Opinion

Ripping music hurts independent bands

I love having the physical copy of a musician’s album. Downloading the record from iTunes just doesn’t do it for me. But it seems like I’m the last person left who buys CDs.

Listeners who rip the audio from a YouTube video or download songs for free on other sites rather than purchasing the album itself have negatively impacted the industry. As a result, musicians are profiting less from album sales than they did in the past (unless you’re Adele).

This really hit me when a band I used to listen to started using a Kickstarter, which helps them raise money through donations from fans. Eventually, those donations will be used to record and release their upcoming album.

At first I was caught off guard and thought their plea was pathetic, but after thinking about their situation, I realized that it is a logical thing to do as an indie band. They can’t afford to record, produce and release an album, so why not ask their fans to help them in their efforts to make new music? Those who donate will probably buy the album anyway.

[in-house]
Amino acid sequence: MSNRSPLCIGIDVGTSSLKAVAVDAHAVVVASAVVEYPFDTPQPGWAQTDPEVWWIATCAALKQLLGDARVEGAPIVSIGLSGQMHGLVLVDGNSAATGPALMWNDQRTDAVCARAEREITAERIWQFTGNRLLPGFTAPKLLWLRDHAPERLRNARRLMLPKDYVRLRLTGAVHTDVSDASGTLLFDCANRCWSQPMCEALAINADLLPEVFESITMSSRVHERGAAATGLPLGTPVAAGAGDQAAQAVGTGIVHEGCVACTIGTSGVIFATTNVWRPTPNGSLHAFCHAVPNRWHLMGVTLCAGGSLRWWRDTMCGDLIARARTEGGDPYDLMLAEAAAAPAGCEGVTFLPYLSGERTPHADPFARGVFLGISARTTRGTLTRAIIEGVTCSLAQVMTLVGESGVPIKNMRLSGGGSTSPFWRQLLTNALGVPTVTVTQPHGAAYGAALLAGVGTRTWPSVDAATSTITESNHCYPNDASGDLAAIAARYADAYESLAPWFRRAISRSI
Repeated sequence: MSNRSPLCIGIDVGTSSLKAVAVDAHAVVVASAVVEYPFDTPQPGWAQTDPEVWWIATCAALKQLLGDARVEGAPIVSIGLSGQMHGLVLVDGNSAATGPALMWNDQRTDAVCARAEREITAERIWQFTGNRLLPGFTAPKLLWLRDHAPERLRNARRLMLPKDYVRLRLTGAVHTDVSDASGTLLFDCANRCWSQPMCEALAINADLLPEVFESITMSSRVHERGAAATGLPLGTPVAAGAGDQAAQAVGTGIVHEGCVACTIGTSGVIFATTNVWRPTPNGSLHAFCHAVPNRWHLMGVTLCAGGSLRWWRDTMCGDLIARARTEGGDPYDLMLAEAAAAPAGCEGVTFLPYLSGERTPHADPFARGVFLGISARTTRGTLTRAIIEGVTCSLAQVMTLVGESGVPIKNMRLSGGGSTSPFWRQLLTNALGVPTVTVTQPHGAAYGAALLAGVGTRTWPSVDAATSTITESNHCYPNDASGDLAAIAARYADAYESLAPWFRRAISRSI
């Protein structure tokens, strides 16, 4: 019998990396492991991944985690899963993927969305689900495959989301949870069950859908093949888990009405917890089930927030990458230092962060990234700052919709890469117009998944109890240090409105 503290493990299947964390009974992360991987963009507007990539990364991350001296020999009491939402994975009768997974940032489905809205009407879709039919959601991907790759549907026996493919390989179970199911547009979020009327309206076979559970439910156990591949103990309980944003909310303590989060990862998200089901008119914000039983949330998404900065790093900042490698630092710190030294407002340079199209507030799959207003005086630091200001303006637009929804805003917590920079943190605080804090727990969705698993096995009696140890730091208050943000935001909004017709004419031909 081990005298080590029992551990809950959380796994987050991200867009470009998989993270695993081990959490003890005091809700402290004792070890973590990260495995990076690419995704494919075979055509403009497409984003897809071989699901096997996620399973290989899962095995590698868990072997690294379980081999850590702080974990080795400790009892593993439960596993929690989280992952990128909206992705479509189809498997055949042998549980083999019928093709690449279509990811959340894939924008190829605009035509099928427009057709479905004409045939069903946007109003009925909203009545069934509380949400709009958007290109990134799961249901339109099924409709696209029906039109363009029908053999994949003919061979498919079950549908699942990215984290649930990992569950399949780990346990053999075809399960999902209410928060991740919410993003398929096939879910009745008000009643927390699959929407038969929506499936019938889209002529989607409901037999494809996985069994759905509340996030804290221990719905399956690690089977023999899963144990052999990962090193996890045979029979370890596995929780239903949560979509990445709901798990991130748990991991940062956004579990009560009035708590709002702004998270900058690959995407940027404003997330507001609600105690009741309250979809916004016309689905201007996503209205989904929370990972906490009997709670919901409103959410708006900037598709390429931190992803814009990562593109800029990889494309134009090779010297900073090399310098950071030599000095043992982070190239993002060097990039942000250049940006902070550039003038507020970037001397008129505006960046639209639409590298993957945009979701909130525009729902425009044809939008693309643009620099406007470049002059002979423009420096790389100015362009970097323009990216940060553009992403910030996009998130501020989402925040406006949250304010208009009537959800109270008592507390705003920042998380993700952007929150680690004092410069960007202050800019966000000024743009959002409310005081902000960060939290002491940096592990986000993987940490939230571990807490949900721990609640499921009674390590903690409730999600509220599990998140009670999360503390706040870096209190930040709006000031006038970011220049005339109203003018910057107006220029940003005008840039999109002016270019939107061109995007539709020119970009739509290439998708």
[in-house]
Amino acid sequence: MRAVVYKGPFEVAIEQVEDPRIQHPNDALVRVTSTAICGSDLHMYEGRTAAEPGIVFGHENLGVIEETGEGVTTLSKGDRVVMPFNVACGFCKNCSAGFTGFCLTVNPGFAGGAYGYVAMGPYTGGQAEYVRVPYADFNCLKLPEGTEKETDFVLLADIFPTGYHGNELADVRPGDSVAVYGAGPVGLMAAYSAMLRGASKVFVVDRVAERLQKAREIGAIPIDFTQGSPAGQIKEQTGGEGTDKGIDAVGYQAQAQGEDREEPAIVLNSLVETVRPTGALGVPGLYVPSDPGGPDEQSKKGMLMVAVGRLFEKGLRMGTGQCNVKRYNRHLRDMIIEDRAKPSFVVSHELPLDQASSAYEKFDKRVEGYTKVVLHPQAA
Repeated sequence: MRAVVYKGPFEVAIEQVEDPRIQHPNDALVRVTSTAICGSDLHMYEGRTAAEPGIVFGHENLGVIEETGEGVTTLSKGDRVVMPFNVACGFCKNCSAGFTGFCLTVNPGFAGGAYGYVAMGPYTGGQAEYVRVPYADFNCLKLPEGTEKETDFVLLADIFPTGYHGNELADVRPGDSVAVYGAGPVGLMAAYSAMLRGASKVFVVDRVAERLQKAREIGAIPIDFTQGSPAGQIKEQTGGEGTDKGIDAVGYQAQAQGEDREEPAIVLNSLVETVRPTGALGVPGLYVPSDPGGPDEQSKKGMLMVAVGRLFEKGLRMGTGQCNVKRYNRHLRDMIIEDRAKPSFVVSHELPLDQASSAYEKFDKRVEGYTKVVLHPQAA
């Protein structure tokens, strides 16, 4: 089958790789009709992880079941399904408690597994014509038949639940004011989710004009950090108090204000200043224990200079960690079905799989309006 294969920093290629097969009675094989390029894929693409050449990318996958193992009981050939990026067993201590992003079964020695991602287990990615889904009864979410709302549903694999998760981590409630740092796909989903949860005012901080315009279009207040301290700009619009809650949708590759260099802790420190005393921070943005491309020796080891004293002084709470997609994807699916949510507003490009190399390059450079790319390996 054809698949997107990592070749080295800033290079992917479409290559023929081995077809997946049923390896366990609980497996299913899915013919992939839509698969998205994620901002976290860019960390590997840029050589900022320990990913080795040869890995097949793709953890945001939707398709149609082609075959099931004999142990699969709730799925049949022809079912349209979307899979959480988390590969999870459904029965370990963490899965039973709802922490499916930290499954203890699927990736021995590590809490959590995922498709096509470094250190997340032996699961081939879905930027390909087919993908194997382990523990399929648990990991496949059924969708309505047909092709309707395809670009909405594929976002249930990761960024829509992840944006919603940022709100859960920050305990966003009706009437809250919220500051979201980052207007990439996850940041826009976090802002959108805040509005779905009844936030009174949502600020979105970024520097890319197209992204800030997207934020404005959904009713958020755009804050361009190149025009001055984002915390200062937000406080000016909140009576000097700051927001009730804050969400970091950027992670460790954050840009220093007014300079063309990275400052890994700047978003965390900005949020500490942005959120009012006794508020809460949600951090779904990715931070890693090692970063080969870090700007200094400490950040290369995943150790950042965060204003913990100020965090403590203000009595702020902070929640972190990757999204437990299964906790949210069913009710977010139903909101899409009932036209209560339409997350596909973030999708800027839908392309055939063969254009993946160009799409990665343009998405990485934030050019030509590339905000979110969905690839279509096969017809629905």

Times are tough and indie bands have realized they need to be creative. Another indie band, Honor Society, recently released their third album independently. Before they released the record, they started a system where they would release a new song every week to give their fans a glimpse of what was going on in the recording studio. These downloads were completely free.

Most musicians have accepted the fact that most of their fans are going to download their music illegally. Because of this, they’re trying to mix things up and reach their fans in different ways, like Honor Society’s free downloads.

Just because albums are available for free online doesn’t mean you shouldn’t support your favorite bands. Releasing an album and touring the globe is extremely expensive and musicians rely on the profit from album sales to fund those ventures.

Reward their hard work by spending $10 on an album.

February 28, 2012

Reporters

Nicky Diaz

Copy Chief


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